LSS empowers people to live their best lives by offering a path to recovery from addiction or mental illness, a home that’s safe and affordable, a family to thrive in, independence and a life that is truly their own. Every year, nearly thirty thousand people in Wisconsin and Upper Michigan come to LSS with incredible odds stacked against them. LSS innovates services and compassionately delivers them with…

To support LSS and their work with clients especially impacted by the Coronavirus pandemic, please visit www.lsswis.org/responsefund or Text LSSGIVE to 41444. For questions, please contact Jackie Harcourt at jackie.harcourt@lsswis.org or 414-246-2701.

LSS and Waukesha County Continue to Provide Critical Birth to 3 Services During COVID-19

FOR IMMEDIATE RELEASE

CONTACT

Katharine Foley

katharine@kanecommgroup.com or news@lsswis.org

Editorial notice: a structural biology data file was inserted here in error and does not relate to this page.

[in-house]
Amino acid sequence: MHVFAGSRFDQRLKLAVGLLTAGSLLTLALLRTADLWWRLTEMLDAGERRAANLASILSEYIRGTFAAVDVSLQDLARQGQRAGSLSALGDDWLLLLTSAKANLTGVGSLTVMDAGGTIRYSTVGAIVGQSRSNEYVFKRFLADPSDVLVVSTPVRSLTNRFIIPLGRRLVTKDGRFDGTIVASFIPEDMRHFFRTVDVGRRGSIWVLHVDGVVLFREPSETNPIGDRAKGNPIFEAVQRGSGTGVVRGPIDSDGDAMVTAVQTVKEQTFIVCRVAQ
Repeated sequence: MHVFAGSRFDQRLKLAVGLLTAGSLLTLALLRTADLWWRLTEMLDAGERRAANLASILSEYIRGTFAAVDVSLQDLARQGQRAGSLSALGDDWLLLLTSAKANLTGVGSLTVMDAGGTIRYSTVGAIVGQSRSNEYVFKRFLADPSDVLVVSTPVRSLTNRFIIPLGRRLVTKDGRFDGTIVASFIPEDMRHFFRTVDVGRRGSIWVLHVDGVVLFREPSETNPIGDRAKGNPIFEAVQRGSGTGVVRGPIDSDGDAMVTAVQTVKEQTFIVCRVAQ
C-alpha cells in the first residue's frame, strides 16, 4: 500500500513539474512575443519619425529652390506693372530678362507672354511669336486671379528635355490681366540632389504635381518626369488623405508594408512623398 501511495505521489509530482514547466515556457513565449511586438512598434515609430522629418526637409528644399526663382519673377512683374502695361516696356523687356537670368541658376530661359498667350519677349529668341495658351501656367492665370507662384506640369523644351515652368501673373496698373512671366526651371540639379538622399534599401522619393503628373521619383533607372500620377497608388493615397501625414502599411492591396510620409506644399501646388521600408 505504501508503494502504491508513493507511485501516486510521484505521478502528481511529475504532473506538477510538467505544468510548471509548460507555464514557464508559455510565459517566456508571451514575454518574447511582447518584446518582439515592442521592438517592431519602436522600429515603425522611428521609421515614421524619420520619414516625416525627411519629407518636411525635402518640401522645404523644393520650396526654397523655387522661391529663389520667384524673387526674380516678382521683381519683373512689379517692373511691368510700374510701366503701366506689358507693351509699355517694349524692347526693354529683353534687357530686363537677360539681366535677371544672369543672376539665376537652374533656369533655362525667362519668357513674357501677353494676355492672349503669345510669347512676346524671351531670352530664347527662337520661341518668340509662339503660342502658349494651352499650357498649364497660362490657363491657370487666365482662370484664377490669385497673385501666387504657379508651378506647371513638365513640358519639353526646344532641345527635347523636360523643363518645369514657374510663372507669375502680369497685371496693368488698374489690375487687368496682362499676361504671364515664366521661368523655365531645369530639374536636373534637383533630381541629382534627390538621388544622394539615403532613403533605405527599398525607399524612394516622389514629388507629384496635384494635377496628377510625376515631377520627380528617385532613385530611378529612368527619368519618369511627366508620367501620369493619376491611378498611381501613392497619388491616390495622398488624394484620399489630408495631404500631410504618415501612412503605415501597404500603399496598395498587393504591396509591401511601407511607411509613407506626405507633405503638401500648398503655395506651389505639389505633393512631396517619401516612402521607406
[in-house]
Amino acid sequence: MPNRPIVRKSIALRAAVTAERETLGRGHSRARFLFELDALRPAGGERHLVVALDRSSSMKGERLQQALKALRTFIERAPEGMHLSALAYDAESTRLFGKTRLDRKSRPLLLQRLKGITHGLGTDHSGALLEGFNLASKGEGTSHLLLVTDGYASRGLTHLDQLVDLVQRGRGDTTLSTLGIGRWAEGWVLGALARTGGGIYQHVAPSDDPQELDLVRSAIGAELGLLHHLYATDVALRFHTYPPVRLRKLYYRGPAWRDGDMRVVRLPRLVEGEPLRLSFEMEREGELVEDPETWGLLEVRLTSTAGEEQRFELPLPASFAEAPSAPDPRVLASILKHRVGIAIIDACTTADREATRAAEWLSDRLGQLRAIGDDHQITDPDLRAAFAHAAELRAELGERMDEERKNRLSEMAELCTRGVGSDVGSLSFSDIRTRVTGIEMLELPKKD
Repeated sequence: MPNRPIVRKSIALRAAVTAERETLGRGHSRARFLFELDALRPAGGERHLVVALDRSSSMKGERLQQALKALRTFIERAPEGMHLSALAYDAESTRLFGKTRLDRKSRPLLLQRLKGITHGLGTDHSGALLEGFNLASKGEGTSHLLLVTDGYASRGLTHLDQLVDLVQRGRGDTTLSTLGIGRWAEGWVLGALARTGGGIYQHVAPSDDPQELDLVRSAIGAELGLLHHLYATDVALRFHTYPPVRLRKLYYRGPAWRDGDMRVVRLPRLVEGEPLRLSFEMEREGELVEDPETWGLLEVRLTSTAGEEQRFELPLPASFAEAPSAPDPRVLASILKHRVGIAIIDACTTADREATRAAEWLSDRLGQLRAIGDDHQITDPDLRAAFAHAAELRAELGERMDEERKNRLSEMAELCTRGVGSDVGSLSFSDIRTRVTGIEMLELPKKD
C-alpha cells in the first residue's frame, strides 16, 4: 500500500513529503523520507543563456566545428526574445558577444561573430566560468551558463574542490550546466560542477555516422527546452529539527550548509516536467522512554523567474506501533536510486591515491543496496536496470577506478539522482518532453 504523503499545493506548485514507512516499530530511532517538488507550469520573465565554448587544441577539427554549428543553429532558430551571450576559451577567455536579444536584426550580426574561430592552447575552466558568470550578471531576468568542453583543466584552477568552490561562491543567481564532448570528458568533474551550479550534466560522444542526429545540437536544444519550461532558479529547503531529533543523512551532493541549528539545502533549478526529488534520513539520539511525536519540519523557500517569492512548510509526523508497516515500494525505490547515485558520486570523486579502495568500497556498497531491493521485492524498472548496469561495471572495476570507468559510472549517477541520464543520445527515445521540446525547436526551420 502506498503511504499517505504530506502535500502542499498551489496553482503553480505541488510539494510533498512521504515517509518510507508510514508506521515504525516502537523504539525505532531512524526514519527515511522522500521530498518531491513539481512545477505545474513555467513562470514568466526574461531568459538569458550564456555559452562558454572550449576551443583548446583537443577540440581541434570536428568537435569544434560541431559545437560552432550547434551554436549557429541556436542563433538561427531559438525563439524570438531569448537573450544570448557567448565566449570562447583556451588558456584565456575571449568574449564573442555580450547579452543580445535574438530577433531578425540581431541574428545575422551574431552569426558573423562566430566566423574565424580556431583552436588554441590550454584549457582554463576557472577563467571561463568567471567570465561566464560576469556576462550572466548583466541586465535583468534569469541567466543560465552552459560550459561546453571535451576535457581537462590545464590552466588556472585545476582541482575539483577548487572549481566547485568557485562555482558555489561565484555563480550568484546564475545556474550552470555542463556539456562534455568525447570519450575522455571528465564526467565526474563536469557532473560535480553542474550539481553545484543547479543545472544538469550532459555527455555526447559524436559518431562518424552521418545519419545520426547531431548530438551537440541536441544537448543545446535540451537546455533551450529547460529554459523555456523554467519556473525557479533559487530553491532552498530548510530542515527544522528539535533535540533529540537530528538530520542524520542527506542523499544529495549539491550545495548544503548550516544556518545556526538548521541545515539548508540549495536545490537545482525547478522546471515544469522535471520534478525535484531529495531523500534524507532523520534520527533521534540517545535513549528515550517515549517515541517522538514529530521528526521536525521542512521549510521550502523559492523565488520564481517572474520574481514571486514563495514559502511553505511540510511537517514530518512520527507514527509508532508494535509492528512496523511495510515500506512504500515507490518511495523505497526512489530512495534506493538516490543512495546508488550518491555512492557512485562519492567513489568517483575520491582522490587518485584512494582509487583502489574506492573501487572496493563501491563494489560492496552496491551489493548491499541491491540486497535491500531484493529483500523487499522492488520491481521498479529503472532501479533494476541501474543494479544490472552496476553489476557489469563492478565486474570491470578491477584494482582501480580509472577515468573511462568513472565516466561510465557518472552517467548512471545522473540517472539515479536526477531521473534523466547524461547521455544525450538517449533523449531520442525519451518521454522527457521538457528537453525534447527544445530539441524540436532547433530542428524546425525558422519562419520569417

414-635-7008

Waukesha County residents receive essential child support during public health pandemic

Waukesha, Wis. (July __, 2020) – Lutheran Social Services of Wisconsin and Upper Michigan (LSS) continues to offer Birth to 3 early intervention services for Waukesha families with children experiencing developmental delays and disabilities during this public health crisis.

“As more parents and guardians work from home and spend increased time with their children, they may recognize signs of developmental delays exhibited by their young loved ones,” said Héctor Colón, President and CEO, LSS. “We want people to know our Birth to 3 program remains an available program individuals can turn to for developmental screening and support.”

The LSS Birth to 3 Program offers families in Waukesha County with resources including, but not limited to, screening, eligibility evaluation, ongoing assessment, and service coordination. It is free to call and individuals can speak with a clinical specialist who will answer their questions and determine if their child qualifies for services. Referrals are welcome from anyone with concerns about a child’s development, including but not limited to, parents and guardians, friends, doctors, neighbors and childcare providers.